With his black beard, curly hair and football shirt, Iraqi footballer Hussein Ali is often mistaken for one of the world's top players: Egypt's Mohamed Salah.
In the Iraqi capital Baghdad, Mr Ali, 20, is frequently stopped in his working-class Hurriya neighbourhood by people wanting a photograph with their idol.
Although he is himself a striker, playing reserve football for the Al Zawraa club, it is Ali's likeness to Salah which piques Iraqis' interest.
"At the first training session, he introduced himself as 'Hussein Ali'. I replied, 'No, no, you are Mohamed Salah," said Mr Ali's coach Adnan Mohammad.
Back when Salah was playing for AS Roma, Mr Ali was aware of the resemblance but took the comments as "a joke".
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But when the Egyptian shot to global fame in the Premier League last season, becoming "the number one footballer for all Arabs" according to Mr Ali, his Iraqi doppelganger started to seriously work on his image.
Since then, he has started wearing a Liverpool shirt.
"It's the real shirt, bought from an official supplier," he said proudly from his small home, where the shutters are closed against the Baghdad heat during the long hours of electricity cuts.
Mr Ali said he paid $40 for the shirt, which he takes carefully from its hanger, while working every day to support his large family and without a wage from playing football.
Lately, the "Mohamed Salah of Iraq" can't leave his house without being stopped for photographs or approached by football fans who mistake him for the Egyptian star.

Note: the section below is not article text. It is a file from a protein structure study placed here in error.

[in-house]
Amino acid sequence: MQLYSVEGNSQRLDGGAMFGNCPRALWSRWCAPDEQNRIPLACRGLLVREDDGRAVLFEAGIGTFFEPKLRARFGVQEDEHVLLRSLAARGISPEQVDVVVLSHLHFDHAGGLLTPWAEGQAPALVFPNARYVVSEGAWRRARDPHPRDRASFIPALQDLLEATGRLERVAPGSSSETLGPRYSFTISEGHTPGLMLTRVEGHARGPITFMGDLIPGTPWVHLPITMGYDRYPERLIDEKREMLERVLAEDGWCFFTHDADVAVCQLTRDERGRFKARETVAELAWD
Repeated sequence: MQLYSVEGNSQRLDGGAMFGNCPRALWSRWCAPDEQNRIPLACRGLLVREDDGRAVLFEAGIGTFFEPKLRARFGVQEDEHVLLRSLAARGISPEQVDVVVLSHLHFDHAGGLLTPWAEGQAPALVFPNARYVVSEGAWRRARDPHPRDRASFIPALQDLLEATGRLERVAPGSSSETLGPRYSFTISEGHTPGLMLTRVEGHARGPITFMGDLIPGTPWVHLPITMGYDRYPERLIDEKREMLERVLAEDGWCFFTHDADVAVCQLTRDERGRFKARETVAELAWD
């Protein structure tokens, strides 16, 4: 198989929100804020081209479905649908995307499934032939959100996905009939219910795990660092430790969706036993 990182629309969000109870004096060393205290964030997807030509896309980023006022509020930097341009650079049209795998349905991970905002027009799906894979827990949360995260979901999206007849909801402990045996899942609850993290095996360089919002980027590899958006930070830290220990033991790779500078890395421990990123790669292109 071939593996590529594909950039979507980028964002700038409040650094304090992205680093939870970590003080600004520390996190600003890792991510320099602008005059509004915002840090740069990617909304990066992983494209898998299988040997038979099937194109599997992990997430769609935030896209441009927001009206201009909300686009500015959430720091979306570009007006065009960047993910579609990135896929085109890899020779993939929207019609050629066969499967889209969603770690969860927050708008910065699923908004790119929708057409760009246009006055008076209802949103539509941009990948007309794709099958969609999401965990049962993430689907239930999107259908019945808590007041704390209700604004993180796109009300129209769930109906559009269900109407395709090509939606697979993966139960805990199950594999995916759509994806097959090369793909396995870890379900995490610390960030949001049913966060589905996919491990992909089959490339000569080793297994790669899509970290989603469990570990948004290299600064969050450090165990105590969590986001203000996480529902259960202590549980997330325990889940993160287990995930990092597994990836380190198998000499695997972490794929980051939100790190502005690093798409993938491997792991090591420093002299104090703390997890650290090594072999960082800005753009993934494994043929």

"The day before yesterday I was in a mall; the security guards, the shop workers and the clients, everyone wanted to take a photo with me... even the girls!" said Mr Ali.
He attracts similar attention at his own football matches: "When I played against the Lebanese club Al Ahed, people were taking photos with me for an hour and a half."
Last month Mr Ali joined football fans in the city centre to watch Salah's Liverpool take on Real Madrid in the Champions League final.
"When Mohamed Salah was injured, there were some who came to see me as if it was me who was suffering," he said.
"In my neighbourhood, over a number of days, people who passed me would say 'Get well soon'."
While such confusion amuses him, Mr Ali's similarity to Salah has prompted him to rethink his own life.
Passionate about football since his was little, Ali made it onto the B team of Al Zawraa, Iraq's most decorated club.
One day he hopes to live the same dream as Salah.
"We play in the same position and I do everything to imitate and copy his movements," said Mr Ali.
The Iraqi player is also keen to follow Salah's example off the pitch.
"He reads the Quran and he asks God to help him before his matches. I also read the Quran and pray, like Abu Makkah," said Ali, using a nickname for the Liverpool striker who named his daughter after the Muslim holy city of Makkah.
After Salah's injury fans globally were on tenterhooks to find out if their hero would be going to the World Cup which kicks off on June 14.
He has now been included in The Pharaohs squad and Egyptians will be hoping he can play in Russia.
For Ali, his hopes will rest in one day coming face-to-face with his hero: "My life's dream is to meet Mohamed Salah... Perhaps he will invite me to the World Cup in Russia?"